Razmara, Jafar; Deris, Safaai B; Illias, Rosli Bin Md; Parvizpour, Sepideh

2013-01-01

313

An Improved Model for Prediction of Retention Times of Tryptic Peptides in Ion Pair Reversed-phase HPLC  

Microsoft Academic Search

The proposed model is based on the measurement of the retention times of 346 tryptic peptides in the 560- to 4,000-Da mass range, derived from a mixture of 17 protein digests. These peptides were measured in HPLC-MALDI MS runs, with peptide identities confirmed by MS\\/MS. The model relies on summation of the retention coefficients of the individual amino acids, as

O. V. Krokhin; R. Craig; V. Spicer; W. Ens; K. G. Standing; R. C. Beavis; J. A. Wilkins

314

Basic amphipathic model peptides: Structural investigations in solution, studied by circular dichroism, fluorescence, analytical ultracentrifugation and molecular modelling  

NASA Astrophysics Data System (ADS)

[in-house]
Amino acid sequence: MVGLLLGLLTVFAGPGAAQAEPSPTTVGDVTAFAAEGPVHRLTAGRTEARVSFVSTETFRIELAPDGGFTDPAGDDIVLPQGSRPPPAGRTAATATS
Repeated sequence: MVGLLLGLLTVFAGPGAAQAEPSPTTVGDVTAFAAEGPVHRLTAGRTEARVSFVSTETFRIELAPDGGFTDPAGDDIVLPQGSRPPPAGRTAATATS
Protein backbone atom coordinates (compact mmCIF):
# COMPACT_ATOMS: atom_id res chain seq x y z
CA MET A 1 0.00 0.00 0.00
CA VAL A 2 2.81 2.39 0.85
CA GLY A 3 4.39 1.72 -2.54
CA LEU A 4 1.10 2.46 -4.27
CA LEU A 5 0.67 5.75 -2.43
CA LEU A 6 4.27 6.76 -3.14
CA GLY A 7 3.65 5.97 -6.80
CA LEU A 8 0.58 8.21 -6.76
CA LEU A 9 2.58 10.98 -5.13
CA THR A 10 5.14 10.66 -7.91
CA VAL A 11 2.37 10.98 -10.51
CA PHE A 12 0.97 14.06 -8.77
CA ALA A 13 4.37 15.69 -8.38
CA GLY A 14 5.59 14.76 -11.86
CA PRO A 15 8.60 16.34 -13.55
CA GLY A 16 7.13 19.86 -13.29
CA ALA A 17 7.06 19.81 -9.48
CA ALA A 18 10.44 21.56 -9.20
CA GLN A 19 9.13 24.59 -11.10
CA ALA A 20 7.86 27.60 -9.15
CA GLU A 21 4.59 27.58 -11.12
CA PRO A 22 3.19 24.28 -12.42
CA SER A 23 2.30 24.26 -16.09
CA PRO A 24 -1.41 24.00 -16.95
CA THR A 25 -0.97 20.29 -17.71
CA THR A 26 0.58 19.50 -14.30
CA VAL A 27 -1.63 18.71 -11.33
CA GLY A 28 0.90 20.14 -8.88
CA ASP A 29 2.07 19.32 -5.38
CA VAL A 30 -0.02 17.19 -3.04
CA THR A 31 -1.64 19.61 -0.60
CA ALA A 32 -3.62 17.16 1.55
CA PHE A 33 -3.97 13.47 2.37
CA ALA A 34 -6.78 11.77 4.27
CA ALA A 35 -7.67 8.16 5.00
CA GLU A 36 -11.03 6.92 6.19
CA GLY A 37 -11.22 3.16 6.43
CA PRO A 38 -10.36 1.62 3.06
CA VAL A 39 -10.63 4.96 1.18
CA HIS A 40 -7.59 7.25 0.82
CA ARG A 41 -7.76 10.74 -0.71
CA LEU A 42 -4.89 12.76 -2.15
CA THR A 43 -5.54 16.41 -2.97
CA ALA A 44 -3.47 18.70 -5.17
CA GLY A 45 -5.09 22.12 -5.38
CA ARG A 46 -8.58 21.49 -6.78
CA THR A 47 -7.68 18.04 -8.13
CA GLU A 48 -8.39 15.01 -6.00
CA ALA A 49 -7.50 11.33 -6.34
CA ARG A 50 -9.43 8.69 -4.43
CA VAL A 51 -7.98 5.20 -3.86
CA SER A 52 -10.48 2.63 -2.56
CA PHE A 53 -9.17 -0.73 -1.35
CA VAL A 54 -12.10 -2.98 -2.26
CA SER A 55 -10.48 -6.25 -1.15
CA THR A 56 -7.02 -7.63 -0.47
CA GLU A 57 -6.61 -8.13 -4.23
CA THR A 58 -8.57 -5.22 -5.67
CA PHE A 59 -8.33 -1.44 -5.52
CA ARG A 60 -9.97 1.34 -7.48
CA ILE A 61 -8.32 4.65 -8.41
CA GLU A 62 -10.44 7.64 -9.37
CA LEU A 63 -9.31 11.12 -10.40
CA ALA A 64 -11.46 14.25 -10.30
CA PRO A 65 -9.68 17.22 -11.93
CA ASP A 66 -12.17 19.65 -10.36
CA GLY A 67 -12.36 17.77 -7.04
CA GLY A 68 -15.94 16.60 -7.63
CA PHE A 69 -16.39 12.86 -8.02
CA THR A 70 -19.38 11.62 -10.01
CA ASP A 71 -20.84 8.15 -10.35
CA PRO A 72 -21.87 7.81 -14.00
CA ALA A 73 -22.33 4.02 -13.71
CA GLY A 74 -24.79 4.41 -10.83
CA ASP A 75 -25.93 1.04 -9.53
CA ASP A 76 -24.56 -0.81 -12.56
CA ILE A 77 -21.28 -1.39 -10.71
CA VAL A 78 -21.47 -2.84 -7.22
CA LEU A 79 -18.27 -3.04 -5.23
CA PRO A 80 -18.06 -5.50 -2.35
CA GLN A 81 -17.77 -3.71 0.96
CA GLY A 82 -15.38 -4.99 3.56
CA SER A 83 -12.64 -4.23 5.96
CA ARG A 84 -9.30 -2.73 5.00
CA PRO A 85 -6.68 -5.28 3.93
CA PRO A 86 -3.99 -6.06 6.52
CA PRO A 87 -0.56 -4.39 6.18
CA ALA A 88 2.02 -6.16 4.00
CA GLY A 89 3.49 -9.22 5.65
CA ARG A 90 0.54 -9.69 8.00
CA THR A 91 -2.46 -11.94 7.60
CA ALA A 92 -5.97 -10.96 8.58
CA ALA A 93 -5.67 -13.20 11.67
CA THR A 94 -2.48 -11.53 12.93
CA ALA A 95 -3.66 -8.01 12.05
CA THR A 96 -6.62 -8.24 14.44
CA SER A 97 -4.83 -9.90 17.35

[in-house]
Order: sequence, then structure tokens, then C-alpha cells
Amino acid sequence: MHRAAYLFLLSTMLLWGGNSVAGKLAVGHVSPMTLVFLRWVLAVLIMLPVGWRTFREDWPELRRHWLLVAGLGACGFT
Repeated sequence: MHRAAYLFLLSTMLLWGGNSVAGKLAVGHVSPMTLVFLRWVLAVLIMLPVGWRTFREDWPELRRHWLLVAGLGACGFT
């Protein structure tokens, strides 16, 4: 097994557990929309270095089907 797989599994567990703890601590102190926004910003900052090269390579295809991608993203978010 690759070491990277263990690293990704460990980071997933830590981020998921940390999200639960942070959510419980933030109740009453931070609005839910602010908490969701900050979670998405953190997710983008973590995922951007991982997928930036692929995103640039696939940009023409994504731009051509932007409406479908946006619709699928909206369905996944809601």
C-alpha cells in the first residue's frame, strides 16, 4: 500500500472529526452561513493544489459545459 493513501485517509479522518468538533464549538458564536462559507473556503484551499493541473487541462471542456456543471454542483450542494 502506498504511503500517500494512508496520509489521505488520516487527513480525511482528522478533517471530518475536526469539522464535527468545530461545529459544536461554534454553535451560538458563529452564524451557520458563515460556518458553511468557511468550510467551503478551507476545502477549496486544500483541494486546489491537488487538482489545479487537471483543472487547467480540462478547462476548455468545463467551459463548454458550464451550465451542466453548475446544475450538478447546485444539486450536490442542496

A twenty amino acid residue long amphipathic peptide made of ten leucine and ten lysine residues and four derivatives, in which a tryptophan, as a fluorescent probe, is substituted for a leucine, are studied. The peptides in water are mainly in an unordered conformation (~90%), and undergo a two state reversible transition upon heating, leading to a partially helical conformation (cold denaturation). Time resolved fluorescence results show that fluorescence decay for the four Trp containing peptides is best described by triple fluorescence decay kinetics. In TFE/water mixture, peptides adopt a single ?-helix conformation but the Leu-Trp9 substitution leads to an effective helix destabilizing effect. In salted media, the peptides are fully helical and present a great tendency to self associate by bringing the hydrophobic faces of helices into close contact. This proceeds in non-cooperative multisteps leading to the formation of ? helix aggregates with various degrees of complexation. Using modelling, the relative hydrophobic surface areas accessible to water molecules in n-mer structures are calculated and discussed. Nous avons étudié un peptide amphipathique composé de dix lysine et dix leucine, ainsi que quatre dérivés comportant un résidu tryptophane pour les études par fluorescence. Dans l'eau, les peptides ne sont pas structurés (~90%), et se structurent partiellement en hélice ? par chauffage (dénaturation froide). Les mesures de déclin de fluorescence font apparaître une cinétique à trois temps de vie. Dans un mélange eau/TFE, les peptides adoptent une conformation en hélice ?, mais la substitution Leu-Trp9 possède un effet déstabilisant. En mileu salin, les peptides sont totalement hélicoïdaux et ont tendance à s'agréger de façon à regrouper leur face hydrophobe. Ce processus se fait en plusieurs étapes avec des agrégats de taille variable. L'existence de tels agrégats est discutée sur la base de la modélisation moléculaire complétée par des calculs d'accessibilité des surfaces hydrophobes.